This guide assumes the following:
- You have basic knowledge of the command line
- You have basic knowledge of git
- You have read Google’s guide to submitting patches
- You have AOKP source synced
Register and setup your username
First, you need to register at http://gerrit.aokp.co. Pick a username and remember it.
Alright, now on to the terminal commands
First, we need to set the username and email
git config --global review.gerrit.aokp.co.username <username you registered with>
git config --global review.gerrit.aokp.co.email <your email you registered with>
Next, we need to setup your SSH keys. First, test out if you have keys setup
You can see that I have keys already (the files id_rsa and id_rsa.pub indicate that you’ve already generated them). If you DO NOT see them continue reading. If you do see them, you can skip down.
type this into your terminal:
ssh-keygen -t rsa -C "your @ email.com"
Checkout Github’s OS X and Linux guides on setting up your SSH keys.
Adding Keys to Gerrit
After you’ve created your keys, you basically need to copy the contents of your ~/.ssh/id_rsa.pub file. You can do this a couple ways. Either open up the file in a text editor and copy the contents, or run this terminal command
Then select all the text it give you.
See how I got everything it outputted to the last character? Do that. Copy it. Go to Gerrit > Settings > SSH Public Keys. Click Add Key, then paste what you copied into the box. Click save. Done.
Making Changes to Upload
I’m going to assume you have all of the source synced from this point out.
So to show you guys how to use this, I’m going to just make some dummy changes to ROM Control.
Let’s say I’m going to write some translations for ROM Control. First thing I need to do is start a repo project that we can upload to gerrit later.
Here’s how it works
repo start <BRANCH NAME> <Projects you wish to start this branch on>
Notice how when I go into ROMControl I’m already in the translations branch. You need to make sure your branch is clean, or doesn’t have any unwanted changes. Please please make your gerrit submissions AS CLEAN AS POSSIBLE.
Alright, now let’s assume you already made some changes and you haven’t run repo start yet.
Notice it says I’m not on a branch, and when I typed in git status, it says I have changes. I’ve also ran git diff just to show you what’s different.
Now, before committing the changes, we need to run repo start again, just as we would before.
This time, I typed in git start translations . since I was already in the ROMControl directory, I just need to tell repo that the project is in this directory.
Alright. Now we’re ready to commit the change.
Committing to Github
First, add the files to the commit that you wish to include.
git add -A
Running this command will include ALL modified files in the commit. You can check what files will be committed by running git status. Next, we need to commit.
git commit -s
This will bring up the commit window allowing you to write a summary of your changes, followed by any details you wish to add. Your git commit command may bring up a different editor, that’s beyond the scope of this tutorial if you don’t know how to use it, but ask around and I’m sure people will help.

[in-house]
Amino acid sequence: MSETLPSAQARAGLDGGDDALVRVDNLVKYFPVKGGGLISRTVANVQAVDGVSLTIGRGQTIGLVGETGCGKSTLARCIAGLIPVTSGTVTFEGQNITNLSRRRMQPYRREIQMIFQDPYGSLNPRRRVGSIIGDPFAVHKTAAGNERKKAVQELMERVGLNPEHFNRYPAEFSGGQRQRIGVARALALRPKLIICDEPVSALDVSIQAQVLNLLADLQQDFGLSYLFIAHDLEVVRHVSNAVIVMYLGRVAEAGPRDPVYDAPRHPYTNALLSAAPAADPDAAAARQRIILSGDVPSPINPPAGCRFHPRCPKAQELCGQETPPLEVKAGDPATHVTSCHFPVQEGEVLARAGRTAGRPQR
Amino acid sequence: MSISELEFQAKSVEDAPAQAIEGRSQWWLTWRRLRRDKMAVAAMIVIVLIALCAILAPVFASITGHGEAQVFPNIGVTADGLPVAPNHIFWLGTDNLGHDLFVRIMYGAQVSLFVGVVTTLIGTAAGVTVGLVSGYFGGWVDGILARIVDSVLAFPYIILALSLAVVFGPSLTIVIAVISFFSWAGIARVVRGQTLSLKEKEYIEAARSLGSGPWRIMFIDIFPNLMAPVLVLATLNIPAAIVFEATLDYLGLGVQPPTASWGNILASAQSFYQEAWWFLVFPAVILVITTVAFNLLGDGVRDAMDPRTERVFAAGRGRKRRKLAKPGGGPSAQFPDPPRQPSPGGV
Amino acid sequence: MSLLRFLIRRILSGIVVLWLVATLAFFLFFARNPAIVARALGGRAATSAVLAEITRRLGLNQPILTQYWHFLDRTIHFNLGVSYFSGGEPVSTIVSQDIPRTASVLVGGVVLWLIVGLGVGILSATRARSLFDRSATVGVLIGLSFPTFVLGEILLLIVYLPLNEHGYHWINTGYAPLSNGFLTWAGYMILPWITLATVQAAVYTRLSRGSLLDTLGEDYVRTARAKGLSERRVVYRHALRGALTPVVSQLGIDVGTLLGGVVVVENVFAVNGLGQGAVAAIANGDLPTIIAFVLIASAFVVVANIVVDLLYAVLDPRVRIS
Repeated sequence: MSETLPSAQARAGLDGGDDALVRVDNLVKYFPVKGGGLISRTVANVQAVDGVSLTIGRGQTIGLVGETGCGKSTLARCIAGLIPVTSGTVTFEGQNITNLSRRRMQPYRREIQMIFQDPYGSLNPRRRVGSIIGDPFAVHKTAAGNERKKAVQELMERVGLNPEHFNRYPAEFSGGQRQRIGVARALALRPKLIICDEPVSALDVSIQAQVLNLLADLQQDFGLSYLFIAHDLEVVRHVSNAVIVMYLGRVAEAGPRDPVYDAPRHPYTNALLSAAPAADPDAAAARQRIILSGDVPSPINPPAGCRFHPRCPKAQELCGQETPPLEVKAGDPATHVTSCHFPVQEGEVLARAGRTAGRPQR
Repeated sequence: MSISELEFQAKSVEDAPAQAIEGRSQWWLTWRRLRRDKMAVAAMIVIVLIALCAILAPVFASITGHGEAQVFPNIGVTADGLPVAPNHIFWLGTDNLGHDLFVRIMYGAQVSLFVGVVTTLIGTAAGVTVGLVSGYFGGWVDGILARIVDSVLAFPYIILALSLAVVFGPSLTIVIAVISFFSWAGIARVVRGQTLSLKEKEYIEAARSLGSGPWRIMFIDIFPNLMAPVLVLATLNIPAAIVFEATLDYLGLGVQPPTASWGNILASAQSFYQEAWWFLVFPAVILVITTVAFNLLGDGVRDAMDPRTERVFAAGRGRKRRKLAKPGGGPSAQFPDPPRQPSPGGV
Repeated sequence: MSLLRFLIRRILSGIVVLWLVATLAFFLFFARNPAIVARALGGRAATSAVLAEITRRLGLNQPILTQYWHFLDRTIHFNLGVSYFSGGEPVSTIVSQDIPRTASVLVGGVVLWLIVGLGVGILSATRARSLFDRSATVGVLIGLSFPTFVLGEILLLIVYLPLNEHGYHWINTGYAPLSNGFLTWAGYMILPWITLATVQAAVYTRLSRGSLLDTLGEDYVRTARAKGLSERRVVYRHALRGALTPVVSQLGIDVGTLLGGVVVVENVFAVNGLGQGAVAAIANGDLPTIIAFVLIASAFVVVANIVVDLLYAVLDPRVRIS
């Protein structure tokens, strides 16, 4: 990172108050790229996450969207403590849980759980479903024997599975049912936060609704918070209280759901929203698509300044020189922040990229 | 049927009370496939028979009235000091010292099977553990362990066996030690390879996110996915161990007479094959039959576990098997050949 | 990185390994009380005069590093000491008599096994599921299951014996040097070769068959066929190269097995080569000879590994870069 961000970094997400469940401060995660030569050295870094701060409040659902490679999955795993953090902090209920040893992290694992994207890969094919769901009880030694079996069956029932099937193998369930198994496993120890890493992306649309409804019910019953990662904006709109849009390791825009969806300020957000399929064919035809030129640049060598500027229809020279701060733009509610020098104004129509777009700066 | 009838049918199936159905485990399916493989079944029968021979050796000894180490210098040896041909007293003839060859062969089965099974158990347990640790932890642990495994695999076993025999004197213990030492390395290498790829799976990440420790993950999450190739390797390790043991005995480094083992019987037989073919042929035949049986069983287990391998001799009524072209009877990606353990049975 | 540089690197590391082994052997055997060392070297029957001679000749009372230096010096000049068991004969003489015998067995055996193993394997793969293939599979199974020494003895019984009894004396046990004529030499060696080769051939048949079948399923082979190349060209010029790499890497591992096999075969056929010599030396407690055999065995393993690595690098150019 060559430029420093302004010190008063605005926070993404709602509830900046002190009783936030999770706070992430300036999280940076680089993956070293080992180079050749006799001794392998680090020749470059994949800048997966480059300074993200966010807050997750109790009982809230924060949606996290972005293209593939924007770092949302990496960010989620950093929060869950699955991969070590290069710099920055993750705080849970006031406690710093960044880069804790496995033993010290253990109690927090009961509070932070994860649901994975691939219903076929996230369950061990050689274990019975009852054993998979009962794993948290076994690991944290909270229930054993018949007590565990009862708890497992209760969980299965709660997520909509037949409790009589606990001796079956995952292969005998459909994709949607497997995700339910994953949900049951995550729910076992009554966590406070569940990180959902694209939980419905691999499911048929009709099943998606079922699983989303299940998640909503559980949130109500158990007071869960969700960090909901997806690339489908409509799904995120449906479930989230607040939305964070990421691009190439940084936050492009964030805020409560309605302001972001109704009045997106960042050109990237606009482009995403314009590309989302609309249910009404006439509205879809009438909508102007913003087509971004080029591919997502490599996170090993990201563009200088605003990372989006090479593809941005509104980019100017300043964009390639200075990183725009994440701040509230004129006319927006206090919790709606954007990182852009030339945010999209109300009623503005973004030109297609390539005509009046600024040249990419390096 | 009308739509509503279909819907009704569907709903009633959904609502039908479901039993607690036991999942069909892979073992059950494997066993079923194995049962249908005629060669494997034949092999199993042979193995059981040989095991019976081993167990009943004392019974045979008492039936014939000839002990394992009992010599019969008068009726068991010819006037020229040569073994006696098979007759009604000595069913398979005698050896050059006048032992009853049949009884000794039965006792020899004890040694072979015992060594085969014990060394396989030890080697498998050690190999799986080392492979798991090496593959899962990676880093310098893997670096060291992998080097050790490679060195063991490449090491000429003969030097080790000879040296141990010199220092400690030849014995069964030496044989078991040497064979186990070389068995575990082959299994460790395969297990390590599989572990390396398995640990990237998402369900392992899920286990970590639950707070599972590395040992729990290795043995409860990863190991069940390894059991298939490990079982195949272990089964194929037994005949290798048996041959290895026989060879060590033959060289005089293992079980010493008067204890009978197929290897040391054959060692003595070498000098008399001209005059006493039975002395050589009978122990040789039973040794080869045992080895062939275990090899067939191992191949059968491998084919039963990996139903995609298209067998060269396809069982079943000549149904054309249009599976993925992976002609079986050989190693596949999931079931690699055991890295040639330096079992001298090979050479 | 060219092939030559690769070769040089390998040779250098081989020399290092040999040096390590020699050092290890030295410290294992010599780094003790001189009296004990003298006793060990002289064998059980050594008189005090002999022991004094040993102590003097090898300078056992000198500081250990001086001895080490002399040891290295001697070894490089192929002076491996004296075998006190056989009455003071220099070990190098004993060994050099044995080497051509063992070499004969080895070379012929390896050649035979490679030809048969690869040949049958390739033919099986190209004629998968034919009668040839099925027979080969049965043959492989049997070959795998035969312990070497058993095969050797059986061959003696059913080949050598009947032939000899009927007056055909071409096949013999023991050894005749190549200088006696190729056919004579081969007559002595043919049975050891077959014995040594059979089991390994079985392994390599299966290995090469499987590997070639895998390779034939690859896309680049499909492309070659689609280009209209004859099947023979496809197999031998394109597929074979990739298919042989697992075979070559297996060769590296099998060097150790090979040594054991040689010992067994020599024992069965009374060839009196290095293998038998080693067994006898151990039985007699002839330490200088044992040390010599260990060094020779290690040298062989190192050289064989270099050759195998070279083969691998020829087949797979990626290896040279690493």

Once it’s been committed, you’ll be able to see the “commit successful” string and you’ll be able to see your change at the top when you type in git log
So we’ve committed the change to your local git repository. Now we need to upload it to gerrit.
repo upload .
If it’s successful, you will see a message like shown above. And you’ll be able to see the commit on the gerrit site right after.
Making changes to your Gerrit commits
This is probably the most important part of the tutorial. Many times you need to make changes to your submission to fix a bug, or a typo or something. If you don’t do it the right way, it is easily possible to upload a whole new change instead of updating the one that already exists.
So first let me make some changes to my files that I want to include in this specific commit.
I’ve just added another line to my strings.xml file.
Be very careful here. We need to do a few things. First, so that gerrit will recognize we are changing a change already present in its system, we need to get the change id.
You can click on the change-id itself to copy it, or you can just click the little copy button on the right. That’s what I usually do. After clicking it, the following should be in your clipboard:
Back to the terminal/console now. We need to tell git which files we want changed. Type git status to see what’s happening and what’s added or not. Add your new changes as normal.
So now that we have the change ID, we need to AMEND our commit, not make a new one.
I just did a git add -A again. Ok. Now we’re ready to amend our previous commit.
git commit --amend
You should get the your previous commit message ready for modifying. We need to add that commit-id we previously got to the very BOTTOM of the commit message so that gerrit can properly parse it.
Notice how my Change-Id is at the VERY BOTTOM of the commit message, below my sign-off. Now save the commit message and we can repo upload again.
After uploading, your changes should be in THE SAME gerrit submission page. This is extremely important that you do it this way and not just by submitting another commit.